History.–s. 1, ch. 94-316; s. 1, ch. 2007-236.
68.082 False claims against the state; definitions; liability.–
(1) As used in this section, the term:
(a) “Agency” means any official, officer, commission, board, authority, council, committee, or department of the executive branch of state government.
(b) “Claim” includes any written or electronically submitted request or demand, under a contract or otherwise, for money, property, or services, which is made to any employee, officer, or agent of an agency, or to any contractor, grantee, or other recipient if the agency provides any portion of the money or property requested or demanded, or if the agency will reimburse the contractor, grantee, or other recipient for any portion of the money or property requested or demanded.
(c) “Knowing” or “knowingly” means, with respect to information, that a person:
- Has actual knowledge of the information;
2. Acts in deliberate ignorance of the truth or falsity of the information; or
3. Acts in reckless disregard of the truth or falsity of the information.
No proof of specific intent to defraud is required. Innocent mistake shall be a defense to an action under this act.
(d) “State government” means the government of the state or any department, division, bureau, commission, regional planning agency, board, district, authority, agency, or other instrumentality of the state.
(e) “Department” means the Department of Legal Affairs, except as specifically provided in ss. 68.083 and 68.084.
(2) Any person who:
(a) Knowingly presents or causes to be presented to an officer or employee of an agency a false or fraudulent claim for payment or approval;
(b) Knowingly makes, uses, or causes to be made or used a false record or statement to get a false or fraudulent claim paid or approved by an agency;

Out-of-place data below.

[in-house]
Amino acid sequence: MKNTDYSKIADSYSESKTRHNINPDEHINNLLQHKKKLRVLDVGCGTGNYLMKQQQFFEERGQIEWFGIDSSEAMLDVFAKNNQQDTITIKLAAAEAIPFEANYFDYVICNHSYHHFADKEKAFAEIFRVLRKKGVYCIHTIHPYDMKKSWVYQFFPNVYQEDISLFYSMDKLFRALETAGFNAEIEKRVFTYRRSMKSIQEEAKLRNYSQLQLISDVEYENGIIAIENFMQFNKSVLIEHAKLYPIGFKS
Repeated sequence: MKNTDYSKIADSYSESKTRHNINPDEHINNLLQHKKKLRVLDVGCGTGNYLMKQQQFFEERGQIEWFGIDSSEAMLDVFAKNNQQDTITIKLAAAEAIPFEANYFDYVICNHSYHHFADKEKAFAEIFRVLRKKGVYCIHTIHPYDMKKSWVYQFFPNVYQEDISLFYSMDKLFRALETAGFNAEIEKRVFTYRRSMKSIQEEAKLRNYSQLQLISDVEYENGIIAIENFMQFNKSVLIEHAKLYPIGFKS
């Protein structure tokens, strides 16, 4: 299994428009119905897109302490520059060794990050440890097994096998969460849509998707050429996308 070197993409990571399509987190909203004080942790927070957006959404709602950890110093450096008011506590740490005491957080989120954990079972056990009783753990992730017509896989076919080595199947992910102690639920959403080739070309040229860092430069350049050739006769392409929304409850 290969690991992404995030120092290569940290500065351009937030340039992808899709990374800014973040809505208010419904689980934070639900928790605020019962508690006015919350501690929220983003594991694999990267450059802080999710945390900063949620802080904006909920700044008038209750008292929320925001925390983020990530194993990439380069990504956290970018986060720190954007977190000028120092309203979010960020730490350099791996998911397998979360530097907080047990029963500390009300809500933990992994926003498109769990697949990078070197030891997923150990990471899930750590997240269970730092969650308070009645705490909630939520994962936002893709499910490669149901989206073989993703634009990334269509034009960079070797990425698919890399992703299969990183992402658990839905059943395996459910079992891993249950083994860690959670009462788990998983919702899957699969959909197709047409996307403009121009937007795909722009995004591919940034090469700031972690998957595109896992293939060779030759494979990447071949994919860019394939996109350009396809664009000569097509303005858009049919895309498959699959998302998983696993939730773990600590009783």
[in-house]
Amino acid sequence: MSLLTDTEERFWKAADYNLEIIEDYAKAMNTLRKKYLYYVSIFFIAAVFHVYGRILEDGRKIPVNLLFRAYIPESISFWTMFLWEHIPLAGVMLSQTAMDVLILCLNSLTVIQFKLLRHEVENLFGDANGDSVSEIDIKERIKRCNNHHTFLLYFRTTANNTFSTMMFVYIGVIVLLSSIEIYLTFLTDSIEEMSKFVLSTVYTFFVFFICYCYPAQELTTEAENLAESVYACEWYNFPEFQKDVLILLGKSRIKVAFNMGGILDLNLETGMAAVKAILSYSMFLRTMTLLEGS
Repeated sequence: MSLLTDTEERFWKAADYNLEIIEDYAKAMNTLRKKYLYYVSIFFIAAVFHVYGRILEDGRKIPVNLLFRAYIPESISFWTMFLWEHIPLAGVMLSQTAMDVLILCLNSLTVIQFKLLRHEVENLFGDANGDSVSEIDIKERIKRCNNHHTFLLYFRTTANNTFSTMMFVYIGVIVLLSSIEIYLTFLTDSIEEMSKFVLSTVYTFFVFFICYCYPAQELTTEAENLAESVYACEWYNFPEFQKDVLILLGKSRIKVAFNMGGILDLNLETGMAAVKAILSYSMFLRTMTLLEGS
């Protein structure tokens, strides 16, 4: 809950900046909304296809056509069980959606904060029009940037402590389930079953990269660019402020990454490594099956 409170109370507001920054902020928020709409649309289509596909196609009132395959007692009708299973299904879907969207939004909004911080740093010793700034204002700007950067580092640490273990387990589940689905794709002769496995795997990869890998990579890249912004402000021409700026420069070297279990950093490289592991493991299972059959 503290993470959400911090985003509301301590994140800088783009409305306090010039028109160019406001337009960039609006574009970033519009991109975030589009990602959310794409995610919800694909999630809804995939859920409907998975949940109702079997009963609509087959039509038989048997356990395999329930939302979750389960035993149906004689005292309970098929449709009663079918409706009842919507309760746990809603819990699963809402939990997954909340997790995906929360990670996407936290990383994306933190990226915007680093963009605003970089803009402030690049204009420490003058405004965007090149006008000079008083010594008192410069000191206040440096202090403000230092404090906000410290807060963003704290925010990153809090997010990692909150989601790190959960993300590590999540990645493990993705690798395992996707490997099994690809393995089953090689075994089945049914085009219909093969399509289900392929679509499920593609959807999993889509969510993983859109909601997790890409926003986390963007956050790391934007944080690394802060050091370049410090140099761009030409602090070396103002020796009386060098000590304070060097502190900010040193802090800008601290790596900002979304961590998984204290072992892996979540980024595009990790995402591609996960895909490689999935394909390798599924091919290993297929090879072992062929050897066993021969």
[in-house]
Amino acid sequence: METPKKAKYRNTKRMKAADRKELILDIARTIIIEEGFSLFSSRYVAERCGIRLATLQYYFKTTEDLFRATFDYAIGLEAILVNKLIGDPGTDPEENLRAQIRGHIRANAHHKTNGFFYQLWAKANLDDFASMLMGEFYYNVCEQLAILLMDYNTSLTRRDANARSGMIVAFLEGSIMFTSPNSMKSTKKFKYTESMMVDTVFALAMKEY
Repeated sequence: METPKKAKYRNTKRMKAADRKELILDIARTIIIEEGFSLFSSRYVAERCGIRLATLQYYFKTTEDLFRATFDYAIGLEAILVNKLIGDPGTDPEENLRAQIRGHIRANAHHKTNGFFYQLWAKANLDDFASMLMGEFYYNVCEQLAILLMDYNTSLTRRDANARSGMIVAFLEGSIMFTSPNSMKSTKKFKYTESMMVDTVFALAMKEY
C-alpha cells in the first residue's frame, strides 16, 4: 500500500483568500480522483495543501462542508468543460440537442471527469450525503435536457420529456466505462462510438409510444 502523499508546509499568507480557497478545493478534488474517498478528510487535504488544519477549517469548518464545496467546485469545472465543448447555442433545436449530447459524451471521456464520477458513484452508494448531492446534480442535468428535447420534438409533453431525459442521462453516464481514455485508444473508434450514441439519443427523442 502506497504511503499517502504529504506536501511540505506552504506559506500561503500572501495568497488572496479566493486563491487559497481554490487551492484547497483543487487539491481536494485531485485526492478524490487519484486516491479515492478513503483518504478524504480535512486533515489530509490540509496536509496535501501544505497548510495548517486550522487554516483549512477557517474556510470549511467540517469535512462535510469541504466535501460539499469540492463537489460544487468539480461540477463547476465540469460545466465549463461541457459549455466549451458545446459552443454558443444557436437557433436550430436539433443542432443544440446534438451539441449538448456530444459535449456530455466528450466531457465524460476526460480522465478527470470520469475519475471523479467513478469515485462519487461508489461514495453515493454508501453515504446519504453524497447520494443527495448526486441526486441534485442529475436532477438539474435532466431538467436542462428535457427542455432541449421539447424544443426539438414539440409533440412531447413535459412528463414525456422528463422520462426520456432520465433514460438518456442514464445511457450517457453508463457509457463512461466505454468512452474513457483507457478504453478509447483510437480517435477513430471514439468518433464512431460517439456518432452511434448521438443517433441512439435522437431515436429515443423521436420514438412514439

(c) Conspires to submit a false or fraudulent claim to an agency or to deceive an agency for the purpose of getting a false or fraudulent claim allowed or paid;
(d) Has possession, custody, or control of property or money used or to be used by an agency and, intending to deceive the agency or knowingly conceal the property, delivers or causes to be delivered less property than the amount for which the person receives a certificate or receipt;
(e) Is authorized to make or deliver a document certifying receipt of property used or to be used by an agency and, intending to deceive the agency, makes or delivers the receipt without knowing that the information on the receipt is true;
(f) Knowingly buys or receives, as a pledge of an obligation or a debt, public property from an officer or employee of an agency who may not sell or pledge the property lawfully; or
(g) Knowingly makes, uses, or causes to be made or used a false record or statement to conceal, avoid, or decrease an obligation to pay or transmit money or property to an agency,
is liable to the state for a civil penalty of not less than $5,500 and not more than $11,000 and for treble the amount of damages the agency sustains because of the act or omission of that person.
(3) The court may reduce the treble damages authorized under subsection (2) if the court finds one or more of the following specific extenuating circumstances: